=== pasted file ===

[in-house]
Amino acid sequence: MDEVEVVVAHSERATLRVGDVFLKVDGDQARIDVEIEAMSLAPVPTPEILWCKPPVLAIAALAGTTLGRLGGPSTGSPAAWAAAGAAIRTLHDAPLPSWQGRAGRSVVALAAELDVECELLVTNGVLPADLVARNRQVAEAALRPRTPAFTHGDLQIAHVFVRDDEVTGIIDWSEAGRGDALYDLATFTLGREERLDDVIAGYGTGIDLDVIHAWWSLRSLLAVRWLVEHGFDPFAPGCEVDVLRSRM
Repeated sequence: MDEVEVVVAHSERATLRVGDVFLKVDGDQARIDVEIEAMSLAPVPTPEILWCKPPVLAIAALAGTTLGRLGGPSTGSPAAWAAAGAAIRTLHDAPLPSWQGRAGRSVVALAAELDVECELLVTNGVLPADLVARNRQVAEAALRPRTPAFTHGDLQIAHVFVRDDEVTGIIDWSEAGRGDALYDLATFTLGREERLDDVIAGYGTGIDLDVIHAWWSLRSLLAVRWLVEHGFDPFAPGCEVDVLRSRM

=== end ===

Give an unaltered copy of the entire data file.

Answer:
[in-house]
Amino acid sequence: MDEVEVVVAHSERATLRVGDVFLKVDGDQARIDVEIEAMSLAPVPTPEILWCKPPVLAIAALAGTTLGRLGGPSTGSPAAWAAAGAAIRTLHDAPLPSWQGRAGRSVVALAAELDVECELLVTNGVLPADLVARNRQVAEAALRPRTPAFTHGDLQIAHVFVRDDEVTGIIDWSEAGRGDALYDLATFTLGREERLDDVIAGYGTGIDLDVIHAWWSLRSLLAVRWLVEHGFDPFAPGCEVDVLRSRM
Repeated sequence: MDEVEVVVAHSERATLRVGDVFLKVDGDQARIDVEIEAMSLAPVPTPEILWCKPPVLAIAALAGTTLGRLGGPSTGSPAAWAAAGAAIRTLHDAPLPSWQGRAGRSVVALAAELDVECELLVTNGVLPADLVARNRQVAEAALRPRTPAFTHGDLQIAHVFVRDDEVTGIIDWSEAGRGDALYDLATFTLGREERLDDVIAGYGTGIDLDVIHAWWSLRSLLAVRWLVEHGFDPFAPGCEVDVLRSRM